Wednesday, 7 July 2010

The Prayer Companion - Twitter for nuns?

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News reaches us of a fascinating invention developed by the Interaction Research Studio at Goldsmiths, University of London – the Prayer Companion. It's a "tabletop appliance with a small screen on the top" (pictured), which serves the following purpose:
"Short sentences about the news or peoples' feelings move continuously across the screen depicting live and up-to-date events. The sentences are taken from a wide range of global news sites as well as websites where people can write about their experiences and emotions."
So who would have a use for such a device? Why, Nuns of course! The Prayer Companion is being used by the Poor Clares nuns from St Joseph's in York – nuns who "otherwise abide by medieval traditions" – to keep up to date with current events and ensure their prayers remain topical and relevant to the modern world. And it seems they're finding it useful – they've even given it a nickname, "Goldie", which we can only assume stems from their admiration for the jungle and drum and bass DJ of the same name.

Joking aside, though, the story behind the invention is rather fascinating – as this article explains, the Prayer Companion is an interesting example of the use of modern web technology, such as RSS and social networking, to solve an age-old problem, in this instance how to keep the nuns up to date with events without intruding excessively upon their ascetic lifestyle. Simply giving them a laptop and letting them loose on Twitter would hardly have achieved those aims, so it seems the researchers have found the perfect compromise. And judging by the photo above, the nuns seem happy with the results.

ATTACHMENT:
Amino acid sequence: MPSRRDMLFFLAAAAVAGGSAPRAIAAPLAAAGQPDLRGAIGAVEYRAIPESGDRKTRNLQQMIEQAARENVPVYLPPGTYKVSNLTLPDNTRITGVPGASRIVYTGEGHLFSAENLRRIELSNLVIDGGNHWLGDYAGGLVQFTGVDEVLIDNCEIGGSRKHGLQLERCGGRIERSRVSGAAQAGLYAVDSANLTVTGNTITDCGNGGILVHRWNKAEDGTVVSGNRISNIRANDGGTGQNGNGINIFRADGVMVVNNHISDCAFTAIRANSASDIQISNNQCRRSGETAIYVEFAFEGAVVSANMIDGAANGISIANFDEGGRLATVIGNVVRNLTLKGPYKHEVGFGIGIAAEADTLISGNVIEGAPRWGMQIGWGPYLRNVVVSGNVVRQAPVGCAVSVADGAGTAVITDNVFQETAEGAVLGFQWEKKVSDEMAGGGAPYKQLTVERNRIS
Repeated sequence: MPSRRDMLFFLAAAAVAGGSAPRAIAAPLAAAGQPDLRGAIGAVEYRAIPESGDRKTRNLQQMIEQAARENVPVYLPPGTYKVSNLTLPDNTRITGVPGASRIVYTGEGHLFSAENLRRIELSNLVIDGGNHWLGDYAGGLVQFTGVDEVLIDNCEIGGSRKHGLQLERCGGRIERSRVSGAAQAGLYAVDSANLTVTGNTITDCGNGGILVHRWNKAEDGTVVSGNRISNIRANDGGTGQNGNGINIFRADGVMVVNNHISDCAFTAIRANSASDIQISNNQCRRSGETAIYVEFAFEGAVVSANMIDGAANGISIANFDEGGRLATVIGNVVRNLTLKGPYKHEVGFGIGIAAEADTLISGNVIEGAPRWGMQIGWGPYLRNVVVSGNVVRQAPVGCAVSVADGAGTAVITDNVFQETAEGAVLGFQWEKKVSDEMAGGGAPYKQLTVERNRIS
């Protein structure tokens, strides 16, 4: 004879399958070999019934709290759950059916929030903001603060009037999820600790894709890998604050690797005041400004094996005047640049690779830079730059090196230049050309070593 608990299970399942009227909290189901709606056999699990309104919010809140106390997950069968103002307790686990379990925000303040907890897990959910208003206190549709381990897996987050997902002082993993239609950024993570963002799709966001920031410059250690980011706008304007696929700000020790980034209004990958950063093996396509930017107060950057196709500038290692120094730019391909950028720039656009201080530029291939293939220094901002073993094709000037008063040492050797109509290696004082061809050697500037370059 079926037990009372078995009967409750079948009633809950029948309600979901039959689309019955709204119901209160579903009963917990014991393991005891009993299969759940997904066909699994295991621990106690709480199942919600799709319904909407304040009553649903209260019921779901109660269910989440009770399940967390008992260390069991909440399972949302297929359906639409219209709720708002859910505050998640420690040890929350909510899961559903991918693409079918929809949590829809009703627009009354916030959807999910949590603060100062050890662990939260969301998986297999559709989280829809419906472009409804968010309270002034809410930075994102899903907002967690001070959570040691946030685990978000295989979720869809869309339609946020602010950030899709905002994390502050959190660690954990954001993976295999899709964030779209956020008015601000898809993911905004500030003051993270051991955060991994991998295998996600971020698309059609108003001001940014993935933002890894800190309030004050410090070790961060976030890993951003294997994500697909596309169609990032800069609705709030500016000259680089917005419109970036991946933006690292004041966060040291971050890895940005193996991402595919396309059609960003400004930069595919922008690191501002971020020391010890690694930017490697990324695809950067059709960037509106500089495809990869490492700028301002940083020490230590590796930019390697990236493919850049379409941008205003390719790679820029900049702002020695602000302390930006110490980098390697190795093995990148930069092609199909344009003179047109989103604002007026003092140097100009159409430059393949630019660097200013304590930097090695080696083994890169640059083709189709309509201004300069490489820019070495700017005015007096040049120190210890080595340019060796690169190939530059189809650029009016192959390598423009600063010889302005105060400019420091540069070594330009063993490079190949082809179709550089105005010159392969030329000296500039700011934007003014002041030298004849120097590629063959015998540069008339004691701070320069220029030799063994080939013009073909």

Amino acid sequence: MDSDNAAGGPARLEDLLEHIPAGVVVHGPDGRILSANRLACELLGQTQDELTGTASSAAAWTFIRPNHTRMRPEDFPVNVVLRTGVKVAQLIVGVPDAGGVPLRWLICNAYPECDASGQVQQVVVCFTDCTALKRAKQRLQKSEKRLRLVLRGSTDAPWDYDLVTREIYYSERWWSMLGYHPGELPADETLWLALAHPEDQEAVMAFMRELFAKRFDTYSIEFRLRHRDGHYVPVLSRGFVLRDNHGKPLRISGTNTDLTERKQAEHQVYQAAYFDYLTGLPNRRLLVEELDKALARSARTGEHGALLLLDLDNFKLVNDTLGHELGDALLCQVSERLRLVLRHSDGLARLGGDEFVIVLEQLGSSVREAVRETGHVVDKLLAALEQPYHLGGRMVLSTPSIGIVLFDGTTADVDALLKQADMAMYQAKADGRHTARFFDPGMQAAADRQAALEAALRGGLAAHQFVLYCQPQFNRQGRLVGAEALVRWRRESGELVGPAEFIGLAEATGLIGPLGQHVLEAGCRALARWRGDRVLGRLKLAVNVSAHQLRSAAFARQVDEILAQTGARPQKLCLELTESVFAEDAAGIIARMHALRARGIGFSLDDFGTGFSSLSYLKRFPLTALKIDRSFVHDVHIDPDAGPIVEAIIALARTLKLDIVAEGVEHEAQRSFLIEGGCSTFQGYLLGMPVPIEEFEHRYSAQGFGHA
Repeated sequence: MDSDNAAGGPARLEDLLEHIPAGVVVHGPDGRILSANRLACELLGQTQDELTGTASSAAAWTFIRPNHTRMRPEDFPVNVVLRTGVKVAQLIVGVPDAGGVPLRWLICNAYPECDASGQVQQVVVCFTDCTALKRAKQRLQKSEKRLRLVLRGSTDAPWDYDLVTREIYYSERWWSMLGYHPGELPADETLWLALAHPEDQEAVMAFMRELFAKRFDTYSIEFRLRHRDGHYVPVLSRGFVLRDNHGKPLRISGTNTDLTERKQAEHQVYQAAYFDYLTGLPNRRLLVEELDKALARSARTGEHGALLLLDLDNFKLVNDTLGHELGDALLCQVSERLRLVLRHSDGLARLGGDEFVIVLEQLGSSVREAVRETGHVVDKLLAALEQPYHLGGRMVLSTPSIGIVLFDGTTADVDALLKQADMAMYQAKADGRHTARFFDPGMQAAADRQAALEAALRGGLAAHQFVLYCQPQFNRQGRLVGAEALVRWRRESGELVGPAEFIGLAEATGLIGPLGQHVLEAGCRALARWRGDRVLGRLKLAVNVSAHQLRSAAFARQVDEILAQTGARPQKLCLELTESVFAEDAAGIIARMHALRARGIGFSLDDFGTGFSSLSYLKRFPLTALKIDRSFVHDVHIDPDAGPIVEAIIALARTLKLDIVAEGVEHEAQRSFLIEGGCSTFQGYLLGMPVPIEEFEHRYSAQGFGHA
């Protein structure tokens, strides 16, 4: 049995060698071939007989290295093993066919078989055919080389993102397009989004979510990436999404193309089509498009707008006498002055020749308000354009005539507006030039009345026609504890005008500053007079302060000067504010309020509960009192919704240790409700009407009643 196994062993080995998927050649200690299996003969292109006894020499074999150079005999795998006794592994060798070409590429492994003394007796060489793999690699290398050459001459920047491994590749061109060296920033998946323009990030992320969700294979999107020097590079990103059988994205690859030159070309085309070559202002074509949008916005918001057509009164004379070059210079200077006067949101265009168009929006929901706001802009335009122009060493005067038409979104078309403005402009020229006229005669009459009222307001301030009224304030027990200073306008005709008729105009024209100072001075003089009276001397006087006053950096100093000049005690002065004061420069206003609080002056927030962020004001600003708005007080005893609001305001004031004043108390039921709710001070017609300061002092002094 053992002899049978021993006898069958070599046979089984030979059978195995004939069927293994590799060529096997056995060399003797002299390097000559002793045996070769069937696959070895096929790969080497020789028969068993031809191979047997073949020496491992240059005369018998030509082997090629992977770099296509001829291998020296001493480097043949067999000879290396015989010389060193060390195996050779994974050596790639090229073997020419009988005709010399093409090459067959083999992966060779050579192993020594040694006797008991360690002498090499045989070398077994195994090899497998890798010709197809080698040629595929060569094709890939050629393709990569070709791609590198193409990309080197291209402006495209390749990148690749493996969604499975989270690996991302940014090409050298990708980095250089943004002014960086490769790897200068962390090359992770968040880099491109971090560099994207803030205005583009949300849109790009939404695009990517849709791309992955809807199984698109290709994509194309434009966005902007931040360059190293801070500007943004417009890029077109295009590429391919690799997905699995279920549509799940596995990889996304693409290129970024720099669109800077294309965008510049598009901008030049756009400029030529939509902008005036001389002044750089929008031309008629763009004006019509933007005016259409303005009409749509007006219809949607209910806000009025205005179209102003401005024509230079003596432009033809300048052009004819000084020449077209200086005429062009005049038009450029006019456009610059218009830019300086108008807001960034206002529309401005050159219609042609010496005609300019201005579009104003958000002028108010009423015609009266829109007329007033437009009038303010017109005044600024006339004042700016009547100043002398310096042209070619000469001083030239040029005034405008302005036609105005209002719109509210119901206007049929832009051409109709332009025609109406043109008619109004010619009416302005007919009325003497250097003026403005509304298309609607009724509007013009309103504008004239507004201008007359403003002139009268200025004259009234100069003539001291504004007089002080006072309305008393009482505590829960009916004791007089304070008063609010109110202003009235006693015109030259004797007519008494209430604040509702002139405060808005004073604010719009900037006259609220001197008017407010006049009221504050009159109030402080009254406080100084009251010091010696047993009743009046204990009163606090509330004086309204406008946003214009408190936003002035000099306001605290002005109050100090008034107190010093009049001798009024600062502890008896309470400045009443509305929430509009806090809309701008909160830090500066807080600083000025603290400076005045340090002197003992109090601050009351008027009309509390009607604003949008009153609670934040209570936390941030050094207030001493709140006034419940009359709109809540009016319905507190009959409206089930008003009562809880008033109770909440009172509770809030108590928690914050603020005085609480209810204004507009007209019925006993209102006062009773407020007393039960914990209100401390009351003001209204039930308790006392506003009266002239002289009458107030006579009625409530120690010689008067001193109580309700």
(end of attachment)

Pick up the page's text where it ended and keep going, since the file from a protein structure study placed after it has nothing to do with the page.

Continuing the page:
Anonymous said...

Unrelated to the nuns but here is some Church related humour about whether the nuns should be bothering at all :-

Andy said...

Those Priests are always trying to make a better boytrap.

Ooops, I meant mousetrap.

PaulJ said...

I think the nuns may be wasting their efforts. The illustration of "Goldie" gives the impression that the text display faces upwards. So God can read it himself.

The religion/technology interface inevitably reminds me of Arthur C. Clarke's short story, "The Nine Billion Names of God" (mentioned in my Humanist Heroes piece).